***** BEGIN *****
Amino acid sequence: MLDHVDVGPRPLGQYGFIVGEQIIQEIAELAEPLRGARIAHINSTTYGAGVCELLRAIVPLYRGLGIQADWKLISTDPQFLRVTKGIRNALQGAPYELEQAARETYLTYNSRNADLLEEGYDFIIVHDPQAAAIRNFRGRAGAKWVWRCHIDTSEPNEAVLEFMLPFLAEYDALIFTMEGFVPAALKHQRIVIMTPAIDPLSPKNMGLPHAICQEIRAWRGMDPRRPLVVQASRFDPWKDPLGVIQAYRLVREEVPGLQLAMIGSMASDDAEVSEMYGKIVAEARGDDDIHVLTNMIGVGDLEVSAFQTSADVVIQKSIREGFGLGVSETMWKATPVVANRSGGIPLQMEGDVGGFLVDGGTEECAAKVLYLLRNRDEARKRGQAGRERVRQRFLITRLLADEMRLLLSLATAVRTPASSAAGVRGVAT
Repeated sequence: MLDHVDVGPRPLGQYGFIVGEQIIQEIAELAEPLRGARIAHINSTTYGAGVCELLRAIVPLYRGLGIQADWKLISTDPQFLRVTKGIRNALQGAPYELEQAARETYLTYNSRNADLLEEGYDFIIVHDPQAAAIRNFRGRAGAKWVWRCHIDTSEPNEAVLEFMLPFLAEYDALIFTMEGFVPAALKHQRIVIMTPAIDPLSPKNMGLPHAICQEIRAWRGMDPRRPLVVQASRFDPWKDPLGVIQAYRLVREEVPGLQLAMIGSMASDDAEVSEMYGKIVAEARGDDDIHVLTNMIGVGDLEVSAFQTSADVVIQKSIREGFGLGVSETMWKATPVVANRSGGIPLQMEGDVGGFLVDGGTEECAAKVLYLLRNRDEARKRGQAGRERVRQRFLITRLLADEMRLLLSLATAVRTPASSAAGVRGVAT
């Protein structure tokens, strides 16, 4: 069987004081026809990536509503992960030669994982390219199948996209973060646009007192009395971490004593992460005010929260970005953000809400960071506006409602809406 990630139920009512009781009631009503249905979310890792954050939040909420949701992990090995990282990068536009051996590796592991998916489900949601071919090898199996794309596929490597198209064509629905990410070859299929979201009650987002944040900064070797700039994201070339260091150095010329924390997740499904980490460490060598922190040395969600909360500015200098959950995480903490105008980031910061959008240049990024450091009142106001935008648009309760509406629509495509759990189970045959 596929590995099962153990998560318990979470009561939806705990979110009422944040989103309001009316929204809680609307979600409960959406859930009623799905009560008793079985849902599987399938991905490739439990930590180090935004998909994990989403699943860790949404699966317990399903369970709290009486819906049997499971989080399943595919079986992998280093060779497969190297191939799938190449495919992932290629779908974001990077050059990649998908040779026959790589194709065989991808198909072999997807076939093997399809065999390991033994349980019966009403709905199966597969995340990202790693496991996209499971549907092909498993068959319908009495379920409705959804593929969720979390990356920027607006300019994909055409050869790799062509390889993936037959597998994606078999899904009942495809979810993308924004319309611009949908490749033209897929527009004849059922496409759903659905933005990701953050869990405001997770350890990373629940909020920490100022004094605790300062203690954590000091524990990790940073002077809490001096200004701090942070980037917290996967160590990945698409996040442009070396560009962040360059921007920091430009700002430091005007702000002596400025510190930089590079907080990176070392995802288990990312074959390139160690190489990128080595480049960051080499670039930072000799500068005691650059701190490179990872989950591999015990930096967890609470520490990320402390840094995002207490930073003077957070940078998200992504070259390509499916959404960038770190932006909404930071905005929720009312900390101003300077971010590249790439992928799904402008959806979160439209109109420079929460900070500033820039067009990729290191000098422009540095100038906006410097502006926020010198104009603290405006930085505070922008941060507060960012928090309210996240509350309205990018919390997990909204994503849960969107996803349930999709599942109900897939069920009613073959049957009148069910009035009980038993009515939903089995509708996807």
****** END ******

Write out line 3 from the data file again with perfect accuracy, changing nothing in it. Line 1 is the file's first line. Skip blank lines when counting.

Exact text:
């Protein structure tokens, strides 16, 4: 069987004081026809990536509503992960030669994982390219199948996209973060646009007192009395971490004593992460005010929260970005953000809400960071506006409602809406 990630139920009512009781009631009503249905979310890792954050939040909420949701992990090995990282990068536009051996590796592991998916489900949601071919090898199996794309596929490597198209064509629905990410070859299929979201009650987002944040900064070797700039994201070339260091150095010329924390997740499904980490460490060598922190040395969600909360500015200098959950995480903490105008980031910061959008240049990024450091009142106001935008648009309760509406629509495509759990189970045959 596929590995099962153990998560318990979470009561939806705990979110009422944040989103309001009316929204809680609307979600409960959406859930009623799905009560008793079985849902599987399938991905490739439990930590180090935004998909994990989403699943860790949404699966317990399903369970709290009486819906049997499971989080399943595919079986992998280093060779497969190297191939799938190449495919992932290629779908974001990077050059990649998908040779026959790589194709065989991808198909072999997807076939093997399809065999390991033994349980019966009403709905199966597969995340990202790693496991996209499971549907092909498993068959319908009495379920409705959804593929969720979390990356920027607006300019994909055409050869790799062509390889993936037959597998994606078999899904009942495809979810993308924004319309611009949908490749033209897929527009004849059922496409759903659905933005990701953050869990405001997770350890990373629940909020920490100022004094605790300062203690954590000091524990990790940073002077809490001096200004701090942070980037917290996967160590990945698409996040442009070396560009962040360059921007920091430009700002430091005007702000002596400025510190930089590079907080990176070392995802288990990312074959390139160690190489990128080595480049960051080499670039930072000799500068005691650059701190490179990872989950591999015990930096967890609470520490990320402390840094995002207490930073003077957070940078998200992504070259390509499916959404960038770190932006909404930071905005929720009312900390101003300077971010590249790439992928799904402008959806979160439209109109420079929460900070500033820039067009990729290191000098422009540095100038906006410097502006926020010198104009603290405006930085505070922008941060507060960012928090309210996240509350309205990018919390997990909204994503849960969107996803349930999709599942109900897939069920009613073959049957009148069910009035009980038993009515939903089995509708996807």